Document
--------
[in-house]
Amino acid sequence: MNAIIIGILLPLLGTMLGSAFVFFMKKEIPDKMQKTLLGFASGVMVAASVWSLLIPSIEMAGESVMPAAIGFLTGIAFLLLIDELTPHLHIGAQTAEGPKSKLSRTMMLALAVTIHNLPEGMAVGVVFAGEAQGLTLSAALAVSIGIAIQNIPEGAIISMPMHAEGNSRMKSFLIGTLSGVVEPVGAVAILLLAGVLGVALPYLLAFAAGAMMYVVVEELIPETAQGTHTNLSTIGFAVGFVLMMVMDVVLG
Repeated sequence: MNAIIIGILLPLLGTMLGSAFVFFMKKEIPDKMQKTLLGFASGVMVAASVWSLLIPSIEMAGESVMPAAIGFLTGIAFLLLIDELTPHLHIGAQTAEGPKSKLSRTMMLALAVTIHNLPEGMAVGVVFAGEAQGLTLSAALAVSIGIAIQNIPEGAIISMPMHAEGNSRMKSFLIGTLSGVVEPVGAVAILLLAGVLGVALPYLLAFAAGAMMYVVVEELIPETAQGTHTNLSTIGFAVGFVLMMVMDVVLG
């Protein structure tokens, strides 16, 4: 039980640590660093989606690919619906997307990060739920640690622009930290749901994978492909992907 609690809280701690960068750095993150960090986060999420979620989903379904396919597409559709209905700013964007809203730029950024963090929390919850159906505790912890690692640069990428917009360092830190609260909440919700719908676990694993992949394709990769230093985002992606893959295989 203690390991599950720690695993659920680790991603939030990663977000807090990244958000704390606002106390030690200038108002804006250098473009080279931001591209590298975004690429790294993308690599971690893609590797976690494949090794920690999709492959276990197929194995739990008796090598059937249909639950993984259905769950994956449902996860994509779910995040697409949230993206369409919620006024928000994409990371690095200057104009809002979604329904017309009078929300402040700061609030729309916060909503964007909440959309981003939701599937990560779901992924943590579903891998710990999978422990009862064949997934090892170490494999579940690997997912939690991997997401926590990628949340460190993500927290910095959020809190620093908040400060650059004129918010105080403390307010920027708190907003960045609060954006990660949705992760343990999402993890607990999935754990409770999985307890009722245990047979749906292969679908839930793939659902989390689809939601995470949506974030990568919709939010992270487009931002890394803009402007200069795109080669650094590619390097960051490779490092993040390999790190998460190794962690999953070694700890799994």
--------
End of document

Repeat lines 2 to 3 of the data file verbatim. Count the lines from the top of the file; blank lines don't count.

Amino acid sequence: MNAIIIGILLPLLGTMLGSAFVFFMKKEIPDKMQKTLLGFASGVMVAASVWSLLIPSIEMAGESVMPAAIGFLTGIAFLLLIDELTPHLHIGAQTAEGPKSKLSRTMMLALAVTIHNLPEGMAVGVVFAGEAQGLTLSAALAVSIGIAIQNIPEGAIISMPMHAEGNSRMKSFLIGTLSGVVEPVGAVAILLLAGVLGVALPYLLAFAAGAMMYVVVEELIPETAQGTHTNLSTIGFAVGFVLMMVMDVVLG
Repeated sequence: MNAIIIGILLPLLGTMLGSAFVFFMKKEIPDKMQKTLLGFASGVMVAASVWSLLIPSIEMAGESVMPAAIGFLTGIAFLLLIDELTPHLHIGAQTAEGPKSKLSRTMMLALAVTIHNLPEGMAVGVVFAGEAQGLTLSAALAVSIGIAIQNIPEGAIISMPMHAEGNSRMKSFLIGTLSGVVEPVGAVAILLLAGVLGVALPYLLAFAAGAMMYVVVEELIPETAQGTHTNLSTIGFAVGFVLMMVMDVVLG